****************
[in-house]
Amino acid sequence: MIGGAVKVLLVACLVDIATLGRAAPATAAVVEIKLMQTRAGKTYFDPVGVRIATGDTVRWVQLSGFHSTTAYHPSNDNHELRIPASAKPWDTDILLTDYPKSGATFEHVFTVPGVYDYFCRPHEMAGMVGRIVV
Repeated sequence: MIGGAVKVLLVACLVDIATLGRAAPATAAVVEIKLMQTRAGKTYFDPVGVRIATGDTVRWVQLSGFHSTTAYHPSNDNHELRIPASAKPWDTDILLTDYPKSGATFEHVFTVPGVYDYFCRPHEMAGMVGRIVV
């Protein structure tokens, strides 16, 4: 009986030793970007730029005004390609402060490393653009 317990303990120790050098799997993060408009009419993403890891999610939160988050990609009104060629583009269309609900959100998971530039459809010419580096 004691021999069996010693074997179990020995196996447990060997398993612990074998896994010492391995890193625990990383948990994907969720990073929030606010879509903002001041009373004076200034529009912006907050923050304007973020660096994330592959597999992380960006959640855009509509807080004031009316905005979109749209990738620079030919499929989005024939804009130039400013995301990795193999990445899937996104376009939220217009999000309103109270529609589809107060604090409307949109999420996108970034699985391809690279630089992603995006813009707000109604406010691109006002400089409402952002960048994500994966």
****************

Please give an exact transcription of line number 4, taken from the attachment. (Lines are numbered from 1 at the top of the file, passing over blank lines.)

């Protein structure tokens, strides 16, 4: 009986030793970007730029005004390609402060490393653009 317990303990120790050098799997993060408009009419993403890891999610939160988050990609009104060629583009269309609900959100998971530039459809010419580096 004691021999069996010693074997179990020995196996447990060997398993612990074998896994010492391995890193625990990383948990994907969720990073929030606010879509903002001041009373004076200034529009912006907050923050304007973020660096994330592959597999992380960006959640855009509509807080004031009316905005979109749209990738620079030919499929989005024939804009130039400013995301990795193999990445899937996104376009939220217009999000309103109270529609589809107060604090409307949109999420996108970034699985391809690279630089992603995006813009707000109604406010691109006002400089409402952002960048994500994966």